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Business and Economy

Brower Officially Takes Reins at Maine Today Media

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Tom Porter
/
MPBN
New Maine Today Media owner Reade Brower, and Maine Today Media CEO Lisa DeSisto.

PORTLAND, Maine - It's a big week for Midcoast businessman Reade Brower. On Monday he finalized the purchase of Maine Today Media - the state's largest newspaper group and owner of three daily publications, including the Portland Press Herald.

Brower, who already owns three weekly newspapers in the Rockland and Camden area, paid an undisclosed sum to buy the Portland-based company from billionaire hedge fund manager Donald Sussman. And Brower says Sussman did a lot to pave the way for what he wants to achieve with the organization.

Brower says he regards his purchase of Maine Today Media this week as less of a "sale" and more of a transfer of stewardships. "This is a big responsibility, you know, to take on 400 new associates and a piece of Maine."

Brower says his original intention was not to buy MTM at all. He had approached owner Donald Sussman with a proposition to outsource the printing to Alliance Press in Brunswick, in which Brower is a partner. But Sussman - who bought the debt-ridden organization in 2012 - had a different idea.

"And somehow that got flipped to, 'I got a better idea:  Why don't you guys just do it yourself and take a turn at stewarding these newspapers,' which made a lot of sense," Brower says. "I don't mean to be flippant because it made a lot of sense for us to take it this last step. Donald did all the heavy lifting, he put in the infrastructure, he brought in Lisa."

That's Lisa DeSisto, a former Boston Globe executive who's staying on as CEO of the organization. DeSisto says Sussman left MTM in better financial shape - albeit still not debt-free. As for when the company might become profitable?

"It's really too soon to tell," DeSisto says. "I mean today is their first day of new ownership so we have a lot of financial recalculating or re-forecasting to do, but we have been delivering on our budget year-to-date, and our circulation is up on a year-to-year basis. Advertising still has its challenges, like at any newspaper."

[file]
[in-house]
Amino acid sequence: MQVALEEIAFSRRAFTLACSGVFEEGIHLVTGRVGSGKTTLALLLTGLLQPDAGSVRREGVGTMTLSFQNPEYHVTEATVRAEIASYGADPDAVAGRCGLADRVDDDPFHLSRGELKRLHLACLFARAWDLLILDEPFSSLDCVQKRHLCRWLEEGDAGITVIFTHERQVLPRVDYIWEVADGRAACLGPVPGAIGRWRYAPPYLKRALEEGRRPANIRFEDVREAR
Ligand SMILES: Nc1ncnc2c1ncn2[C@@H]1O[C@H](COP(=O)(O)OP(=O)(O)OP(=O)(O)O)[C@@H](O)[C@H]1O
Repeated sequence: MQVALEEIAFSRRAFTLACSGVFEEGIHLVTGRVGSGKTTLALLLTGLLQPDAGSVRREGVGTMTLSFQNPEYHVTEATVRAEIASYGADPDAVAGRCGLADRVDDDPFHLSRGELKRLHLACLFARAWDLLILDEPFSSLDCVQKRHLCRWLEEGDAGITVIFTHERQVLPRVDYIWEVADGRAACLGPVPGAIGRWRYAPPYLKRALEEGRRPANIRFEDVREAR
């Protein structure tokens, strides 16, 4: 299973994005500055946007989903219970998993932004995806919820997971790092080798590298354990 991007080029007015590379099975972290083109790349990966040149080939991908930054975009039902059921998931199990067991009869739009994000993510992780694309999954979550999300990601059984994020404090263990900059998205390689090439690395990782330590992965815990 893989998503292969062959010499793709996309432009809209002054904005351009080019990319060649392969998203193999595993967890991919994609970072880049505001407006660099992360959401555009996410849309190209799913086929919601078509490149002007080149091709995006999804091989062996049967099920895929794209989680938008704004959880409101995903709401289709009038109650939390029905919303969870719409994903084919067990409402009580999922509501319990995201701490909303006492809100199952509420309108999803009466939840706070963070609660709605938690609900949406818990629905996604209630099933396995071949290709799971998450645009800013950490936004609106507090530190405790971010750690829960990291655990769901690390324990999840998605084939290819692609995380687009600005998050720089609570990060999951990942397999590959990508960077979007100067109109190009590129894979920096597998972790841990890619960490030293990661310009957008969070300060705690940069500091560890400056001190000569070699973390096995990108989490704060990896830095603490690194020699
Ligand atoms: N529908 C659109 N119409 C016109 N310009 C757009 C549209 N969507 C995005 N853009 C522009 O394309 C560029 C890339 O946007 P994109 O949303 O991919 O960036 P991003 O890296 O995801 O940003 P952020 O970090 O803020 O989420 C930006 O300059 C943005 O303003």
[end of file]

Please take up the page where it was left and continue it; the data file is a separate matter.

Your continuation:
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Hear more from Reade Brower and Lisa DeSisto.

In an age when so much news content is freely available online, Reade Brower says he has one rule he likes to stick by: "I think in this environment the biggest challenge we have is to recognize that our core competency is news, and we can't give that away."

Brower's Midcoast newspapers all operate behind a paywall, as do MTM's papers, and he intends to keep it that way. "Starbucks can't give away, neither can Dunkin' Donuts and neither can we."

And that, he says, means it's important not to weaken the the news output of the organization. In fact, Brower has repeatedly described himself as not the type of boss who aims to slash and cut his way to profitability.

However, one area where there is likely to be some consolidation is on the printing side. In contrast to his plant in Brunswick, Brower says the South Portland printing works currently used by MTM employs old and expensive technology that relies on plates that have to be shipped from overseas.

"There's a lot of money that would evaporate with the right equipment," he says. "And nothing is off the table, I mean there could be two facilities, there could be one, it could be here, it could be Brunswick, it could be somewhere in the middle. Who knows?"

Some in the industry are doubtful that  Brower will be able to follow his plan without making some substantial cuts. "Some very dramatic things are coming for that newspaper chain," says columnist and long-time media commentator Al Diamon, who fears cuts in the newsroom staff.

He also fears other changes. "I think they're going to have to seriously consider not publishing seven days a week. I think the day is coming when you're going to see four days a week, perhaps, for a paper like that."

"That's one of people's favorite questions to throw at us," says Maine Today Media CEO Lisa DeSisto. DeSisto is adamant that the daily offerings will continue. "We have no intention - there has never been a plan or a meeting where we have discussed reducing the number of days that we print, absolutely not."

As well as the Portland Press Herald and the Maine Sunday Telegram, Maine Today Media operates the Kennebec Journal, the Morning Sentinel and The Coastal Journal, as well as the PressHerald.com, CentralMaine.com and MaineToday.com websites.